Status: Inactive; Active 1985-2000. Born: 1951-06-30. Spaceflights: 3 . Total time in space: 33.94 days. Birth Place: Seattle, Washington.
Grew up in Bellingham, Washington, son of a physician. Educated Annapolis; Patuxent. US Navy test pilot.
Official NASA Biography as of June 2016:Stephen S. Oswald (Mr.)
PERSONAL DATA: Born June 30, 1951, in Seattle, Washington, but considers Bellingham, Washington, to be his hometown. Married to the former Diane K. Kalklosch of Fullerton, California. They have three children, Monique, Janna, and Scott.
EDUCATION: Graduated from Bellingham High School, Bellingham, Washington, in 1969; received a bachelor of science degree in aerospace engineering from the U.S. Naval Academy in 1973.
ORGANIZATIONS: Member of the Society of Experimental Test Pilots, the Association of Space Explorers, the Naval Reserve Association, the Distinguished Eagle Scout Association, and the American Institute of Aeronautics and Astronautics.
AWARDS: Recipient of the Legion of Merit, the Distinguished Flying Cross, the Meritorious Service Medal, the Navy Commendation Medal (2), the NASA Outstanding Leadership Medal, the NASA Exceptional Service Medal (2), the NASA Space Flight Medal (3), and various service awards.
EXPERIENCE: Oswald graduated from the U.S. Naval Academy in 1973, and was designated a naval aviator in September 1974. Following training in the A-7 aircraft, he flew aboard the USS Midway from 1975 through 1977. In 1978, Oswald attended the U.S. Naval Test Pilot School at Patuxent River, Maryland. Upon graduation, he remained at the Naval Air Test Center conducting flying qualities, performance, and propulsion flight tests on the A-7 and F/A-18 aircraft through 1981. Following tours as an F/A-18 flight instructor and as a catapult officer aboard the USS Coral Sea, Oswald resigned from active Navy duty and joined Westinghouse Electric Corporation as a civilian test pilot. Oswald is a captain in the Naval Reserve, currently assigned to the Office of Naval Research. He has logged 7,000+ flight hours in over 40 different aircraft.
NASA EXPERIENCE: Oswald joined NASA in November 1984 as an aerospace engineer and instructor pilot and was selected as an astronaut candidate in June 1985. His technical assignments within the Astronaut Office have included: flight crew representative to Kennedy Space Center; flight software testing with the Shuttle Avionics Integration Laboratory; crew representative to the Marshall Space Flight Center on solid rocket booster redesign; and spacecraft communicator (CAPCOM) in the Mission Control Center during Space Shuttle missions. He was also the Chief of the Operations Development Branch within the Astronaut Office and served as Assistant Director of Engineering at Johnson Space Center.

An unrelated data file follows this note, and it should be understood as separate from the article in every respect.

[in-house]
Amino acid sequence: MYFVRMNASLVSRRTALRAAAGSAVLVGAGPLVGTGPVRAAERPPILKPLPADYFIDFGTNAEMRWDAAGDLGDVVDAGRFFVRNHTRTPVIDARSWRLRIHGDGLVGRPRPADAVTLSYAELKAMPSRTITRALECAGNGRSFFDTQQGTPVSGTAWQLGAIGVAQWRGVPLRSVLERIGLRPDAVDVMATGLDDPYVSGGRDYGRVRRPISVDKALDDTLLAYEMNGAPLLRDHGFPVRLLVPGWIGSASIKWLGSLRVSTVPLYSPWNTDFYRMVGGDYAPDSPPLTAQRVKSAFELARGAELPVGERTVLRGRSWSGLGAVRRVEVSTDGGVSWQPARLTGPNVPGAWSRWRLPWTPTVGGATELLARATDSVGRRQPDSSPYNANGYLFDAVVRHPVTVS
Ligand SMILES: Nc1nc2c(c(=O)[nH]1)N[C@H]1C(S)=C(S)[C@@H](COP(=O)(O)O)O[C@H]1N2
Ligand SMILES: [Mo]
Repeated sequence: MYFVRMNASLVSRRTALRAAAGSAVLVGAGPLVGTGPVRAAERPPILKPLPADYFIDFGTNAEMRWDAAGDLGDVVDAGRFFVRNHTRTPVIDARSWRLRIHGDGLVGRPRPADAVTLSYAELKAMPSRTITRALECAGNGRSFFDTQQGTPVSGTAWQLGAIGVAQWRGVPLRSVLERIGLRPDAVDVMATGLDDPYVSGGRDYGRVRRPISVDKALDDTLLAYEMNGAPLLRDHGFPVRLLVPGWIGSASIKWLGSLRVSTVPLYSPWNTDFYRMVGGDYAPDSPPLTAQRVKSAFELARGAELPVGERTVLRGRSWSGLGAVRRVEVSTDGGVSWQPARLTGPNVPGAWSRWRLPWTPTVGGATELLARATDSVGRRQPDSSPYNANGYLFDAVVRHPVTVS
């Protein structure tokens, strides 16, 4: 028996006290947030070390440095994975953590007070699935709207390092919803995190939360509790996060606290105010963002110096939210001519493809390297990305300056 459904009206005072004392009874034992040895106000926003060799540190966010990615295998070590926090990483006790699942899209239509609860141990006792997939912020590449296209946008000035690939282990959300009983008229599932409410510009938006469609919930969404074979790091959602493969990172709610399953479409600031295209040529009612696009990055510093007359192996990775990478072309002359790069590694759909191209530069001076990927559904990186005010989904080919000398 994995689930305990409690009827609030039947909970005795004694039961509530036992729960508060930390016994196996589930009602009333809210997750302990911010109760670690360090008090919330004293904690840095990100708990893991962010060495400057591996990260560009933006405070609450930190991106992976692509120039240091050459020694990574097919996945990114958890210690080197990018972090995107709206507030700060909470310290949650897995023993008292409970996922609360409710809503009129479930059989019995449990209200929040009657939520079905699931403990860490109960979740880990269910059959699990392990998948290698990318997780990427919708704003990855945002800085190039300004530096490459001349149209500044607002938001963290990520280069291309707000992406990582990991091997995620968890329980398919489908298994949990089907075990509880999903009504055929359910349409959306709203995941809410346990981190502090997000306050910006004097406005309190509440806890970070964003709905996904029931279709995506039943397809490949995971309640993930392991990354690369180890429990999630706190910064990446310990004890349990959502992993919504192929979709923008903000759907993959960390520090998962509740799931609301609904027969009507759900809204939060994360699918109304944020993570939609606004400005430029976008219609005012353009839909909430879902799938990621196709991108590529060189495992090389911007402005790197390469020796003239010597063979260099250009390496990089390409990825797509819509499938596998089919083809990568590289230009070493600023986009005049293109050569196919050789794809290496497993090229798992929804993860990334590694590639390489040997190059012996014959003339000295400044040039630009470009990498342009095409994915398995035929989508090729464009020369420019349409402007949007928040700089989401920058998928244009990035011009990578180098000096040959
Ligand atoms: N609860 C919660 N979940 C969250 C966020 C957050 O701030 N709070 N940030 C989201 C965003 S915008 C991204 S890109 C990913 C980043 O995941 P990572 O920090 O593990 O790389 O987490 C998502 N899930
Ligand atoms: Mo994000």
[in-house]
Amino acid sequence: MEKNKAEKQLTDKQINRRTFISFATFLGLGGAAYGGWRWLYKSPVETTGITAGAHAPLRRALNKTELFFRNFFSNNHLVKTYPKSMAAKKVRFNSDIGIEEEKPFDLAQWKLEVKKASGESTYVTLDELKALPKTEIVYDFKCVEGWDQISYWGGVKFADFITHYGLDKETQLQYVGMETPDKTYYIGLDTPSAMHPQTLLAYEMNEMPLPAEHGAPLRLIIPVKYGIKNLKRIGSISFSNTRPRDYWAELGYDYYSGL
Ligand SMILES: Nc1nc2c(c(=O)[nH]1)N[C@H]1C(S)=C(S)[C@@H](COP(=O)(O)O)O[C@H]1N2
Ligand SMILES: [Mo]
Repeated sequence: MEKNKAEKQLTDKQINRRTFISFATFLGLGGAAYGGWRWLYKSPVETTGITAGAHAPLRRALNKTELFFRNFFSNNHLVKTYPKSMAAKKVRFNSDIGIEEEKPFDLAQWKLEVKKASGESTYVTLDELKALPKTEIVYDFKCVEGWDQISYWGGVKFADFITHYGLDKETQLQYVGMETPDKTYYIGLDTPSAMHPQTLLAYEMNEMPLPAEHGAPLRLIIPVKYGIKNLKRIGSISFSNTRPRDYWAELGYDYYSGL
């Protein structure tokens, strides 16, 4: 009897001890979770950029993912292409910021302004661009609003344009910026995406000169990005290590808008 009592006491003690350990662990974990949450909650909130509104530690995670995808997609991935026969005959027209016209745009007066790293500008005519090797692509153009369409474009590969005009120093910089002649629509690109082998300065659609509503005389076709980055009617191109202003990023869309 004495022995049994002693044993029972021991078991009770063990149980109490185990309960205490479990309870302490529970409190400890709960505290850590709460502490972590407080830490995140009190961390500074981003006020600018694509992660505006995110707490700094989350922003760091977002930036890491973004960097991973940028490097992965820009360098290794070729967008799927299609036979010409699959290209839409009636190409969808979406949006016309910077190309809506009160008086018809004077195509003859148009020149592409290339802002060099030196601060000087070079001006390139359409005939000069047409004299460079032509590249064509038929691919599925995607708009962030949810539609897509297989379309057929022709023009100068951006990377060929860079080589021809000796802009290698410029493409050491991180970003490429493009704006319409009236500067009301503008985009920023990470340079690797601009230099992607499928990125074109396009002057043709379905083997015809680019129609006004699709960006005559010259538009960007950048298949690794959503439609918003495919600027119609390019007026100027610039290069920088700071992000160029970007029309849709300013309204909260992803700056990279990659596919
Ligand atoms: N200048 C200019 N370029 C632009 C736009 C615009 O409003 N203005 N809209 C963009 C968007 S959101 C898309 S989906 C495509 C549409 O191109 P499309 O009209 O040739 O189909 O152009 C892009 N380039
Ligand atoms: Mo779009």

Oswald has piloted two missions aboard the Space Shuttle Discovery: STS-42, the International Microgravity Laboratory-1 mission, flown in January 1992, and STS-56, the second Atmospheric Laboratory for Applications and Science (ATLAS-2) mission, flown in April 1993. Oswald commanded STS-67, the second flight of the Astro observatory (Astro II), which flew on the Space Shuttle Endeavour in March, 1995. This mission established a mission duration record for Space Shuttle at 17 days. With the completion of his third space flight, Oswald has logged over 33 days in space.
After STS-67, Oswald was assigned to NASA Headquarters in Washington, DC as Deputy Associate Administrator for Space Operations. In this capacity, he was responsible for Space Shuttle, Expendable Launch Vehicles, and Space Communications for the Agency. After nearly two and a half years in Washington, Oswald returned to the Astronaut Office in July 1998.